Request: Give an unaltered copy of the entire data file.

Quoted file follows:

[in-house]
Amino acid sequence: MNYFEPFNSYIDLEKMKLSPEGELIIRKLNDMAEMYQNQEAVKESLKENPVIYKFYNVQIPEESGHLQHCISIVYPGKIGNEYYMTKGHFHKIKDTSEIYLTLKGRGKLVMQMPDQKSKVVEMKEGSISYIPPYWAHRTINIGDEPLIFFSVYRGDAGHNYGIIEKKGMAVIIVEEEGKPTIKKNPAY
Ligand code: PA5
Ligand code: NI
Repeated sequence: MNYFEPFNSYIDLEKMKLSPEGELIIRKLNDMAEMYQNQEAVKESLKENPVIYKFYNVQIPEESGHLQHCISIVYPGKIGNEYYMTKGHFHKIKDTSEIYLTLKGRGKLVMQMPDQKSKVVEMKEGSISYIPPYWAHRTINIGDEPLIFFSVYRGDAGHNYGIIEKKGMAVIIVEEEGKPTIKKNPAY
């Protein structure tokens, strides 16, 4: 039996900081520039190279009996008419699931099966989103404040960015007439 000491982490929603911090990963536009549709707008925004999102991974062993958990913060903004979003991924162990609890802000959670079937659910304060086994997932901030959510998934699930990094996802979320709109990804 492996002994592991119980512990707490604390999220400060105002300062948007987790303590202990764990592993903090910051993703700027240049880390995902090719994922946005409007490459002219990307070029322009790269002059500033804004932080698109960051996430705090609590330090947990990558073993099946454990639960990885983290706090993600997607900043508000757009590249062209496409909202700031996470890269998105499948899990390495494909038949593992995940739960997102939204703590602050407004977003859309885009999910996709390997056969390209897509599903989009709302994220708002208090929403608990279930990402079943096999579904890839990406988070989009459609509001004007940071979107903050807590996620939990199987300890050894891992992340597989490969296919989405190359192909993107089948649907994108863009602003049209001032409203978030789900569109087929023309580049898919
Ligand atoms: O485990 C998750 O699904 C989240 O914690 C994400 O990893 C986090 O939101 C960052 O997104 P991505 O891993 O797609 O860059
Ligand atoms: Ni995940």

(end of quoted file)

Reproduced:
[in-house]
Amino acid sequence: MNYFEPFNSYIDLEKMKLSPEGELIIRKLNDMAEMYQNQEAVKESLKENPVIYKFYNVQIPEESGHLQHCISIVYPGKIGNEYYMTKGHFHKIKDTSEIYLTLKGRGKLVMQMPDQKSKVVEMKEGSISYIPPYWAHRTINIGDEPLIFFSVYRGDAGHNYGIIEKKGMAVIIVEEEGKPTIKKNPAY
Ligand code: PA5
Ligand code: NI
Repeated sequence: MNYFEPFNSYIDLEKMKLSPEGELIIRKLNDMAEMYQNQEAVKESLKENPVIYKFYNVQIPEESGHLQHCISIVYPGKIGNEYYMTKGHFHKIKDTSEIYLTLKGRGKLVMQMPDQKSKVVEMKEGSISYIPPYWAHRTINIGDEPLIFFSVYRGDAGHNYGIIEKKGMAVIIVEEEGKPTIKKNPAY
């Protein structure tokens, strides 16, 4: 039996900081520039190279009996008419699931099966989103404040960015007439 000491982490929603911090990963536009549709707008925004999102991974062993958990913060903004979003991924162990609890802000959670079937659910304060086994997932901030959510998934699930990094996802979320709109990804 492996002994592991119980512990707490604390999220400060105002300062948007987790303590202990764990592993903090910051993703700027240049880390995902090719994922946005409007490459002219990307070029322009790269002059500033804004932080698109960051996430705090609590330090947990990558073993099946454990639960990885983290706090993600997607900043508000757009590249062209496409909202700031996470890269998105499948899990390495494909038949593992995940739960997102939204703590602050407004977003859309885009999910996709390997056969390209897509599903989009709302994220708002208090929403608990279930990402079943096999579904890839990406988070989009459609509001004007940071979107903050807590996620939990199987300890050894891992992340597989490969296919989405190359192909993107089948649907994108863009602003049209001032409203978030789900569109087929023309580049898919
Ligand atoms: O485990 C998750 O699904 C989240 O914690 C994400 O990893 C986090 O939101 C960052 O997104 P991505 O891993 O797609 O860059
Ligand atoms: Ni995940």